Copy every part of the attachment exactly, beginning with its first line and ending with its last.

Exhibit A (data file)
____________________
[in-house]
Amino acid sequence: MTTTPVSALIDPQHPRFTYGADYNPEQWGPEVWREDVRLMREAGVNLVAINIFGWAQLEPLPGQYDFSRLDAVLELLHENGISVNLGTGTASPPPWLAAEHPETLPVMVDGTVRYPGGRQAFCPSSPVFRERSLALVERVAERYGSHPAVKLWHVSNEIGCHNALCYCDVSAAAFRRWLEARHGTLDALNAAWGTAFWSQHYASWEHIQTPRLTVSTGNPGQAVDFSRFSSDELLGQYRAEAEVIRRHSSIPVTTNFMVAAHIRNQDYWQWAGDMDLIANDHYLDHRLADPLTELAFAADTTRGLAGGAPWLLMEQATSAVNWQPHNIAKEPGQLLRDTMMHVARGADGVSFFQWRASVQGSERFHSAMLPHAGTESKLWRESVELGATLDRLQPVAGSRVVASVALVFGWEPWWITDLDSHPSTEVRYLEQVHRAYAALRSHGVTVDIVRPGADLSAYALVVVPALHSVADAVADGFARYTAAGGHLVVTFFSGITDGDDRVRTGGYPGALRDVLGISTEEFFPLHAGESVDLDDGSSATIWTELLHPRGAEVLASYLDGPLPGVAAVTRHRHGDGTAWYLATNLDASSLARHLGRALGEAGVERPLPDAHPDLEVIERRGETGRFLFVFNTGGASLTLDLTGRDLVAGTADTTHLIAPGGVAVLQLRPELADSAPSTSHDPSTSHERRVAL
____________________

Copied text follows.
[in-house]
Amino acid sequence: MTTTPVSALIDPQHPRFTYGADYNPEQWGPEVWREDVRLMREAGVNLVAINIFGWAQLEPLPGQYDFSRLDAVLELLHENGISVNLGTGTASPPPWLAAEHPETLPVMVDGTVRYPGGRQAFCPSSPVFRERSLALVERVAERYGSHPAVKLWHVSNEIGCHNALCYCDVSAAAFRRWLEARHGTLDALNAAWGTAFWSQHYASWEHIQTPRLTVSTGNPGQAVDFSRFSSDELLGQYRAEAEVIRRHSSIPVTTNFMVAAHIRNQDYWQWAGDMDLIANDHYLDHRLADPLTELAFAADTTRGLAGGAPWLLMEQATSAVNWQPHNIAKEPGQLLRDTMMHVARGADGVSFFQWRASVQGSERFHSAMLPHAGTESKLWRESVELGATLDRLQPVAGSRVVASVALVFGWEPWWITDLDSHPSTEVRYLEQVHRAYAALRSHGVTVDIVRPGADLSAYALVVVPALHSVADAVADGFARYTAAGGHLVVTFFSGITDGDDRVRTGGYPGALRDVLGISTEEFFPLHAGESVDLDDGSSATIWTELLHPRGAEVLASYLDGPLPGVAAVTRHRHGDGTAWYLATNLDASSLARHLGRALGEAGVERPLPDAHPDLEVIERRGETGRFLFVFNTGGASLTLDLTGRDLVAGTADTTHLIAPGGVAVLQLRPELADSAPSTSHDPSTSHERRVAL